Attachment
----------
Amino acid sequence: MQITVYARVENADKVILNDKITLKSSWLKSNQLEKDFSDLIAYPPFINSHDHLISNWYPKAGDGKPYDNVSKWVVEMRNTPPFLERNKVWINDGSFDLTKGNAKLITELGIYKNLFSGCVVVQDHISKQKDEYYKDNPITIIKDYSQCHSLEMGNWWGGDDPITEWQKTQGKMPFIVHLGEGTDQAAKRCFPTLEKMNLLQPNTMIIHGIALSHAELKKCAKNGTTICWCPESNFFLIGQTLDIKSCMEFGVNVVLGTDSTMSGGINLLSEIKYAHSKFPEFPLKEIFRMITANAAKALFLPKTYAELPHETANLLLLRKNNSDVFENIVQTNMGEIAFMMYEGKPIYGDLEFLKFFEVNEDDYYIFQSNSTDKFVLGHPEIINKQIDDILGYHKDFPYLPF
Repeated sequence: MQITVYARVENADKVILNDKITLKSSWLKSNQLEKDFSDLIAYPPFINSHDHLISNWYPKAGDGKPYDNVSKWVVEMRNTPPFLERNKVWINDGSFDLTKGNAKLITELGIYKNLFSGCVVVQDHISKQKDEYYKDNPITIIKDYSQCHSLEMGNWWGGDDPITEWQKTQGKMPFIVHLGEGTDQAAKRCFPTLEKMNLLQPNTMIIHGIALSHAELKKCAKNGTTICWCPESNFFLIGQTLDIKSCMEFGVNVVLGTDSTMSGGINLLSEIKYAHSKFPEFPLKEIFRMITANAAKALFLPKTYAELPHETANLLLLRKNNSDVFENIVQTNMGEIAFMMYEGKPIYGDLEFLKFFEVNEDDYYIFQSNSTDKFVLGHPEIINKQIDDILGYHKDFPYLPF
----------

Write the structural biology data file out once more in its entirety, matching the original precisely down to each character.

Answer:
Amino acid sequence: MQITVYARVENADKVILNDKITLKSSWLKSNQLEKDFSDLIAYPPFINSHDHLISNWYPKAGDGKPYDNVSKWVVEMRNTPPFLERNKVWINDGSFDLTKGNAKLITELGIYKNLFSGCVVVQDHISKQKDEYYKDNPITIIKDYSQCHSLEMGNWWGGDDPITEWQKTQGKMPFIVHLGEGTDQAAKRCFPTLEKMNLLQPNTMIIHGIALSHAELKKCAKNGTTICWCPESNFFLIGQTLDIKSCMEFGVNVVLGTDSTMSGGINLLSEIKYAHSKFPEFPLKEIFRMITANAAKALFLPKTYAELPHETANLLLLRKNNSDVFENIVQTNMGEIAFMMYEGKPIYGDLEFLKFFEVNEDDYYIFQSNSTDKFVLGHPEIINKQIDDILGYHKDFPYLPF
Repeated sequence: MQITVYARVENADKVILNDKITLKSSWLKSNQLEKDFSDLIAYPPFINSHDHLISNWYPKAGDGKPYDNVSKWVVEMRNTPPFLERNKVWINDGSFDLTKGNAKLITELGIYKNLFSGCVVVQDHISKQKDEYYKDNPITIIKDYSQCHSLEMGNWWGGDDPITEWQKTQGKMPFIVHLGEGTDQAAKRCFPTLEKMNLLQPNTMIIHGIALSHAELKKCAKNGTTICWCPESNFFLIGQTLDIKSCMEFGVNVVLGTDSTMSGGINLLSEIKYAHSKFPEFPLKEIFRMITANAAKALFLPKTYAELPHETANLLLLRKNNSDVFENIVQTNMGEIAFMMYEGKPIYGDLEFLKFFEVNEDDYYIFQSNSTDKFVLGHPEIINKQIDDILGYHKDFPYLPF